5 Things Leaders Are Not Taught Pt 1

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Recently, a participant in one of my seminars excitedly exclaimed to one of his colleagues, This stuff is great…we should have learned this ten years ago!”

He was referring to our discussion on some fundamental communication processes that underlie all human transactions occurring in the workplace, or for that matter, in all aspects of our lives.

In Part 1, I’ll focus on the first three as steps to enlightened leadership.

  • Reflective Consciousness
  • Thinking
  • Responsive Listening
  • Mindfulness Practice
  • Assertiveness

If you’ve been to leadership seminars in the past, some of these topics may look familiar, but they’re rarely explored in the depth needed to engage the complexity of human behavior in today’s workplace.

  • Reflective Consciousness

Being conscious is more than just being awake and aware of yourself and your surroundings. It  involves a deeper level of knowing and is one of the foundations of emotional intelligence.  It’s the ability, or if you prefer, competency – to bear witness to your experience in the moment.

In my work with senior level leaders and managers the one skill that is often missing in their leadership “tool” box is reflective consciousness. – the ability to be tuned into their own thoughts, feelings and behaviors in the moment.

For many of these leaders their successes often comes at a high cost, usually in the form of chronic stress.  While they are typically highly proficient in their area of expertise, they often are less comfortable and familiar with their own internal processes.   Without a commitment to deepen self-knowledge, these leaders tend to rely on fixed behavioral strategies and often feel frustrated when confronted with resistance from others.

Because self-knowledge can never be “mastered,” enlightened leaders understand that the commitment to inner learning is continuous. They also realize that a crucial pathway in the learning process comes through engaged commitment to relationships.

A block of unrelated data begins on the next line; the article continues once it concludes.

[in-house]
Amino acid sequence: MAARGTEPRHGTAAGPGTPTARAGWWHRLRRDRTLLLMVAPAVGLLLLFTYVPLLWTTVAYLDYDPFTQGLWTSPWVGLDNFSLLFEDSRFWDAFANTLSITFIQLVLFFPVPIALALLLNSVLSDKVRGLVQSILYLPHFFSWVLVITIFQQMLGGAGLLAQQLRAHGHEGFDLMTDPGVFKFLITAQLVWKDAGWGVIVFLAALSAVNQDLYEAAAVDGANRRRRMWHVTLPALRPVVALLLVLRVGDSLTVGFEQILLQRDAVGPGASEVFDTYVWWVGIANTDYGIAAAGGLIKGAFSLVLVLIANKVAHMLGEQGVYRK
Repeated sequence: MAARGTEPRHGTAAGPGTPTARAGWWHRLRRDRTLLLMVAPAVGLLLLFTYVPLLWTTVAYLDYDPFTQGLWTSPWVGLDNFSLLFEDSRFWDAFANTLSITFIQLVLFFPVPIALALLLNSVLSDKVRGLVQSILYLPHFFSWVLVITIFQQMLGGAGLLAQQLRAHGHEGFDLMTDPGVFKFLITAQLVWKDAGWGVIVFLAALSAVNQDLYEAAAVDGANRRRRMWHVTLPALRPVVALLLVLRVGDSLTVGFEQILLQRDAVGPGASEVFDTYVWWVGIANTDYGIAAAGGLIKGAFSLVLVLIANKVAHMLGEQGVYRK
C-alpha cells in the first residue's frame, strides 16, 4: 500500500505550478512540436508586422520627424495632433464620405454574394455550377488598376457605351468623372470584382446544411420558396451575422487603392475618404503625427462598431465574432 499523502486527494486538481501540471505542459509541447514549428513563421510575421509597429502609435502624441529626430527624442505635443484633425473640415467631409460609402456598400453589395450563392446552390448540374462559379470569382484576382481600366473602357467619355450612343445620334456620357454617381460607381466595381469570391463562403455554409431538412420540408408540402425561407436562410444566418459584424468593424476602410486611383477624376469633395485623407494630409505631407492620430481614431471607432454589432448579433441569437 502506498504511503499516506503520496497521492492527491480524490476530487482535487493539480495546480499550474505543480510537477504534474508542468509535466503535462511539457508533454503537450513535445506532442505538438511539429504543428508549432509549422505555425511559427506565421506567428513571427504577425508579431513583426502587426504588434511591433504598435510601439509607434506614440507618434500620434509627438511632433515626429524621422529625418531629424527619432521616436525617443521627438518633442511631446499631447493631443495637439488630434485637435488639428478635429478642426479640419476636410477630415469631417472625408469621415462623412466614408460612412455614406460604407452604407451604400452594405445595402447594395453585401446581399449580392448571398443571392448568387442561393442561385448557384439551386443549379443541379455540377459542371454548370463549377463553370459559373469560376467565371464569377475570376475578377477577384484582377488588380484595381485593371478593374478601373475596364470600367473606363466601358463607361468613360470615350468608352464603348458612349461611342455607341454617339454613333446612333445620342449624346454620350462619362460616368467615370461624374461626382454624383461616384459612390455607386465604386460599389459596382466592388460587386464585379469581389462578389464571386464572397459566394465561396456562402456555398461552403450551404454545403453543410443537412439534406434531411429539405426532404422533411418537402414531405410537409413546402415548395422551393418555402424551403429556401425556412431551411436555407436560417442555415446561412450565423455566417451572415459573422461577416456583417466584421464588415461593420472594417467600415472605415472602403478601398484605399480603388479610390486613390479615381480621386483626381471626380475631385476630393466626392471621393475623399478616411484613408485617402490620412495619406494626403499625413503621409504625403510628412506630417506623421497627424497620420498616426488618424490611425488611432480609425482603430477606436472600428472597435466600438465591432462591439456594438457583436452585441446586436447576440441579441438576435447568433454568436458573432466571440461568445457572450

Increasingly, self-awareness is being recognized as the key element necessary for effective leadership.  In a  survey of 75 members of the Stanford Graduate School of Business Advisory Council rated self-awareness as the most important capability for leaders to develop. The authors of this study concluded that self-awareness is the inevitable starting point for managing one’s psychological preferences. Without it, executives will struggle to evolve or find coping strategies. 

  • Thinking

Take a minute and look around you, look at the room in which you’re sitting…. everything you see is representative of an idea…a thought!

Thought is the bedrock of creativity. Still, there are many managers, who don’t give much  thought to their thinking process except when trying to analyze, evaluate, and diagnose. Beyond critical thinking is the understanding that thought has a structure and is created out of sensory experience. Because our thought process is intimately interwoven with our emotional life, the enlightened leader recognizes the value of a balanced understanding of experience.

We are all immersed in an atmosphere of our own thinking, which is the direct result of all we have ever said, thought or done.   The contours of our lives, whether at work or our personal lives, are a result of our thought processes. Every conscious act is preceded by a thought. Our dominating thoughts (internal narratives) determine our dominating actions. These actions, when engaged repeatedly overtime, become habits. Our character, in turn, could be viewed as the aggregate of our habits.

We experience our thoughts as inner maps of outer experience, but they’re also deeply a part of what we see and how we see it. What becomes our reality, however, is the meaning we assign to these external events. As far as how the brain is “hardwired,” it cannot distinguish external “reality” from our interpretations of those external events.

The latest research in neuroscience suggests that one of the ways we experience the world is through our default network. It is also called the narrative mode of thinking and is activated when the brain is at rest – which means, when we’re not actively evaluating or involved in analysis, we’re either thinking about ourselves or other people.